Cacciatore says advocacy-related work became a bigger focus for artists and labels around 2008, when social media networks like Twitter experienced wild growth and breakout acts like Lady Gaga made supporting the community an explicit priority. When Gaga expressed interest in speaking out against “don’t ask, don’t tell” in 2010, Mighty Real connected her with OutServe-SLDN, a network of LGBTQ military personnel. Soon after, Gaga’s tour bus drove 11 hours out of its way so she could speak at a rally in Maine, where she encouraged her millions of Twitter followers to join her. “Yes, we advised her in that [rally],” says Cacciatore, “but it was authentic. It was her. We just helped her magnify her role in this space.”
In the past, he has declined to take on projects with artists whose intentions seem less than genuine. “I’m not going to put together an advocacy plan just because a manager or an outside person is telling them to do it,” he says.
More recently, Mighty Real worked with Cyndi Lauper to connect her team with LGBTQ centers in Tulsa, Okla., that sold concert tickets for one of her shows in exchange for a cut of profits -- a savvy promotion technique that also benefited underserved queer populations. “In these areas, the LGBTQ community centers are crucial,” says Cacciatore, “as they may be one of only a handful of safe spaces for folks to socialize and get any support.”
Labels also often look to these agencies as sounding boards when artists are releasing material that might contain sensitive or offensive content about queer people, says Vinny Moschetta, vp marketing at The Karpel Group, another LGBTQ-focused marketing company whose clients have included Nicki Minaj, Sia and Björk. Usually, they take the feedback to heart. “It’s not coming from a place of malice,” he says. “It’s just not having that deep connection to the community that we do.”
Historically, marketing to queer audiences has often meant marketing to white gay men in particular. But Moschetta stresses the importance today of treating queer consumers as a diverse community, not a monolith. “If it was just left to ads you take out during RuPaul’s Drag Race or on Grindr” -- the gay hookup app on which Madonna and Ariana Grande have advertised music and concerts -- “you’re going to miss whole parts of the community that we as a company spend our time making inroads with,” he says.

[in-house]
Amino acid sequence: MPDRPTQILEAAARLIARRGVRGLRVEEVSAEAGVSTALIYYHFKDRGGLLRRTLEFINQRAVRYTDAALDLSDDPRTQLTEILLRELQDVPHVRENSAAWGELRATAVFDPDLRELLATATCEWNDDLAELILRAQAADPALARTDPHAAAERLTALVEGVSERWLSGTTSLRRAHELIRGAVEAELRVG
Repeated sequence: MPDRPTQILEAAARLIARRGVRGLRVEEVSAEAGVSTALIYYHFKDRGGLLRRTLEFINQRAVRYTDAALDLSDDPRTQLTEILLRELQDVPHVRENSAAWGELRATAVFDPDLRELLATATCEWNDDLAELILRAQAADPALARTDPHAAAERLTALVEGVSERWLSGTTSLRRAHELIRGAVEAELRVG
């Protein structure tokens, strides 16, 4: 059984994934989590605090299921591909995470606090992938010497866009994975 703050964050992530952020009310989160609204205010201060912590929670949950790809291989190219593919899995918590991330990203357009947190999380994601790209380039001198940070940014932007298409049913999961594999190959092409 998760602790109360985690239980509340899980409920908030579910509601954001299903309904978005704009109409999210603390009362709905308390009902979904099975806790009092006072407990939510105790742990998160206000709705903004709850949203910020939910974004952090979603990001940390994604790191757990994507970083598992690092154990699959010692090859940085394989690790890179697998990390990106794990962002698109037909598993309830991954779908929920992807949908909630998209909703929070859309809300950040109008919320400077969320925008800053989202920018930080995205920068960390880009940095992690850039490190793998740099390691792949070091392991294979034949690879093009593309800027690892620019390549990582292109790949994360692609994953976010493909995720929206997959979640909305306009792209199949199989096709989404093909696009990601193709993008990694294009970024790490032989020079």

Moschetta says that in the past five years he has worked with an increasing number of artists from genres like country, rock and hip-hop. As a result, the company’s campaigns have become more specific: It threw an album-release party at a nightclub catering to gay black men, for instance, and it has also connected musician clients with organizations that support transgender women of color, who currently face disproportionate rates of violence. “The avenues are there,” he says. “It may just take a little extra work to reach [these audiences] in a meaningful way.”
Helping artists and labels make money is, of course, a big part of what these agencies do. But those who work for them emphasize their desire to uplift a segment of the population that continues to be persecuted, particularly under the current U.S. administration. “Even though LGBTQ market visibility is increasing and our economic spending power is rising, there is still major discrimination, violence and injustice happening,” says Cacciatore. “Those stories need to be told. We need messengers who can not only celebrate with us during Pride, but also be there in the trenches with us the rest of the year, day in and day out.”